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Theses Doctoral

Inferring Transcriptional and Post-Transcriptional Network Structure by Exploiting Natural Sequence Variation

Fazlollahi, Mina

Understanding how cellular processes of an organism translate its genome into its phenotype is one of the grand challenges in biology. Linkage studies seek to identify allelic variants that manifest themselves as phenotypic variation between individuals in a population. The advent of high-throughput genotyping and gene expression profiling technologies has made it possible to use messenger RNA levels as quantitative traits in linkage studies. This has created new opportunities to study genetic variation at the level of gene regulatory networks rather than individual genes. This thesis consists of four parts, each of which outlines a different strategy for integrating genome-wide expression data and genotype data in order to identify transcriptional and post-transcriptional regulatory mechanisms. The data for these analyses comes from segregating populations of Saccharomyces cerevisiae (baker’s yeast) as well as Caenorhabditis elegans (roundworm). The first study focused on inferring the in vitro binding specificity of RNA-binding proteins (RBPs). We first analyzed a recent compendium of in vivo mRNA binding data to model the sequence specificity of 45 yeast RBPs in the form of a position- specific affinity matrix (PSAM). We were able to recover known consensus nucleotide sequences for 12 RBPs and discovered novel binding preferences for 3 of the RBPs namely, Scp160p, Sik1p and Tdh3p. The second study aimed to identify transacting chromosomal loci that regulate expression of a large number of genes. Traditionally, such loci are discovered by first mapping expression quantitative loci (eQTLs) for individual genes, and then looking for so-called “eQTLs hotspots”. Our method avoids the first step by integrating information across all genes, leading to a more elegant method that has increased statistical power. For yeast, we recovered 70% of the reported eQTL hotspots from two independent studies, and discovered a new transacting locus on chromosome V. For worm, we detected six transacting loci, only two of which were previously reported as eQTL hotspots. The third study focused on post-transcriptional regulatory networks in yeast, by mapping the regulatory activity level of RNA binding proteins (RBPs) as a quantitative trait in so-called “aQTL” analysis. We used the collection of 15 sequence motifs with the associated mRNA region combinations that we obtained in our first study together with mRNA expression data to estimate RBP activities across yeast segregants. Consistent with a previous study, we recovered the MKT1 locus on chromosome XIV as a genetic modulator of Puf3p activity. We also discovered that Puf3p activity is modulated through distinct loci depending on whether it is binding to 50 or 30 untranslated region (UTR) of its target mRNAs. Furthermore, we identified a locus on chromosome XV that includes the IRA2 gene as a putative aQTL for Puf4p; this prediction was validated using expression data for an IRA2 allele replacement strain. Our fourth study focused on the detection of loci whose allelic variation modulates the in vivo regulatory connectivity between a transcription factor and its target genes. We call these loci connectivity QTLs or “cQTLs”. We mapped the DIG2 locus on chromosome IV as a cQTL for the transcription factor Ste12p. Dig2p is indeed a known inhibitor of yeast mating response activator Ste12p. The coding region of the DIG2 gene contains a single non-synonymous mutation (T83I). We are experimentally testing the functional impact of this mutation in allele replacement strains. We also identified the TAF13 locus as a putative modulator of GCN4p connectivity.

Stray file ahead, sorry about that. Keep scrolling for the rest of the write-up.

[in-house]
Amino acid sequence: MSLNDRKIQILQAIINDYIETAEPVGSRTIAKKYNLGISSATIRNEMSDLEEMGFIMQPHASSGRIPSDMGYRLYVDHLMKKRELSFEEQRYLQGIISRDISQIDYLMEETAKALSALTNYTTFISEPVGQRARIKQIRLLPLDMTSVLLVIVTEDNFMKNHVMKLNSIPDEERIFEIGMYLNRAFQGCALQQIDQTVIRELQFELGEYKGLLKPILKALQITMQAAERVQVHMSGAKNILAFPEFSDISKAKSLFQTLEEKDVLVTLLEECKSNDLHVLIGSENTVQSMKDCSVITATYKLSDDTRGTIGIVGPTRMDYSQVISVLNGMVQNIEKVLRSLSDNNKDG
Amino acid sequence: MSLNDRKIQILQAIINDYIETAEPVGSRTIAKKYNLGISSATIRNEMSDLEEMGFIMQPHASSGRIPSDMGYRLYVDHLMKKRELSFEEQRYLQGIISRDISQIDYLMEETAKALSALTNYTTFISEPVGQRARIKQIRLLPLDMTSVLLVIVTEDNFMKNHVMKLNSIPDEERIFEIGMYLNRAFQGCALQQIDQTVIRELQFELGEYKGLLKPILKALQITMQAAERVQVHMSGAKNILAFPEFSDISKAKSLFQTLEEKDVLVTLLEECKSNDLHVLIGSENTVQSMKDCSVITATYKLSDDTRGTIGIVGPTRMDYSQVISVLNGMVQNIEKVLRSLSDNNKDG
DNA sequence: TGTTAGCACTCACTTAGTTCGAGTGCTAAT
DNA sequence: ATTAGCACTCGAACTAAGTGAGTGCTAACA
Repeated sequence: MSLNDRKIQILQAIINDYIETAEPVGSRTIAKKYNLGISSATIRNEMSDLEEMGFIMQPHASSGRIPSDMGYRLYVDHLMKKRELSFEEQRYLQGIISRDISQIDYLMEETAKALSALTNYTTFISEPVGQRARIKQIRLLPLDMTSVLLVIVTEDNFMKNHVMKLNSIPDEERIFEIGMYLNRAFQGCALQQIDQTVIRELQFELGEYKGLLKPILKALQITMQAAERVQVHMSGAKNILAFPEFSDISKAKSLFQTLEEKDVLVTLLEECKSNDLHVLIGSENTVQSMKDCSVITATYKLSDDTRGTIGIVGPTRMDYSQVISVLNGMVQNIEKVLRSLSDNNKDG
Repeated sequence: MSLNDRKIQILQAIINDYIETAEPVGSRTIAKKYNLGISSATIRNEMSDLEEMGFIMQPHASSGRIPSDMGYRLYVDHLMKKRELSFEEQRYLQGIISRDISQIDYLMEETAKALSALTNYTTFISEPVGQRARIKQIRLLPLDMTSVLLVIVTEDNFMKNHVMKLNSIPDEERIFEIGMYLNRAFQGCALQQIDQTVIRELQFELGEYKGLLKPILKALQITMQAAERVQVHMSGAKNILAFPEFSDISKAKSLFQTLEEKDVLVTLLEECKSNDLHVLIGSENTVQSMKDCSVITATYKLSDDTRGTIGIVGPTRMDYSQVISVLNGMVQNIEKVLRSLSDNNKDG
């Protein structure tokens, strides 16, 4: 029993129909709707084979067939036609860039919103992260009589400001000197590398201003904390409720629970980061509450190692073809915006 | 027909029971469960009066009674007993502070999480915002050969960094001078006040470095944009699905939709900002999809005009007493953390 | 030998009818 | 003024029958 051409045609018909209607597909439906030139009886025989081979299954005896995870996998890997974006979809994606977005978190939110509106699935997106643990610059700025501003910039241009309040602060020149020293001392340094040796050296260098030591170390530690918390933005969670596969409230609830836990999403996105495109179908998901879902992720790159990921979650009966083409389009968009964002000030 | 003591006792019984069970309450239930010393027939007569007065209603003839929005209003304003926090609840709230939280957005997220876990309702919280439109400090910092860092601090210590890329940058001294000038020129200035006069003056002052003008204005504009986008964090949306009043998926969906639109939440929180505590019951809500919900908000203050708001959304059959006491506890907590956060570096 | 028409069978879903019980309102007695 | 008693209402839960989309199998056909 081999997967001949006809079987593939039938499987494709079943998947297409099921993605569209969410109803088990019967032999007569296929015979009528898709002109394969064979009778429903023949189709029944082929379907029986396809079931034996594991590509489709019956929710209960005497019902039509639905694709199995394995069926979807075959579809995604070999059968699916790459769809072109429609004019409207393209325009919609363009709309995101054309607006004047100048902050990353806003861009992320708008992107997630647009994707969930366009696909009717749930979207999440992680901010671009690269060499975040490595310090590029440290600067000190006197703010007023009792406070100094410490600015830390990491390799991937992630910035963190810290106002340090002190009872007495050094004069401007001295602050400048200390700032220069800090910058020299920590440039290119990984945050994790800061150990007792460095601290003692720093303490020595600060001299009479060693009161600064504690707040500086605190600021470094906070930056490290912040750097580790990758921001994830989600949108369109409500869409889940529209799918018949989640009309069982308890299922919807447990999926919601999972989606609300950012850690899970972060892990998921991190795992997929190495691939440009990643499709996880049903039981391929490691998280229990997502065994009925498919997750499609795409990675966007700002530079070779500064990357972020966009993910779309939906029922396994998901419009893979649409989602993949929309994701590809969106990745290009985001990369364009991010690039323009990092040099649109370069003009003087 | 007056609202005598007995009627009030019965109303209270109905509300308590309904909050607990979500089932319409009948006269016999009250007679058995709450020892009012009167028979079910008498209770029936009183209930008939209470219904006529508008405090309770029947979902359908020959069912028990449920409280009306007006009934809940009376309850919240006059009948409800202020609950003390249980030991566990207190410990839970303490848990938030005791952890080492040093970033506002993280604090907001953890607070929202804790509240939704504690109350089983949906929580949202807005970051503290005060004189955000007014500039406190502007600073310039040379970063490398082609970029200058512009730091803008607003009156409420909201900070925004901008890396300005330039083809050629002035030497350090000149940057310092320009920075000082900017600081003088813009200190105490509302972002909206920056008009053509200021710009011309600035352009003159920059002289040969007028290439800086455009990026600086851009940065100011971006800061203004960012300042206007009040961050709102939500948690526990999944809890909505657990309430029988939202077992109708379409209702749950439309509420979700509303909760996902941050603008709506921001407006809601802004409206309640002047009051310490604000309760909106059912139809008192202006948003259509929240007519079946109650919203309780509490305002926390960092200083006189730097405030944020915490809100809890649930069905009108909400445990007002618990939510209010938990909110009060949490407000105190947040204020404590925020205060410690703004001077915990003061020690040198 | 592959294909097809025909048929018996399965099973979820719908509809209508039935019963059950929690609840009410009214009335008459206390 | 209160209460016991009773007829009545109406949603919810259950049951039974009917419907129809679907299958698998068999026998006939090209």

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More About This Work

Academic Units
Thesis Advisors
Bussemaker, Harmen J.
Marka, Szabolcs
Ph.D., Columbia University
Published Here
May 14, 2013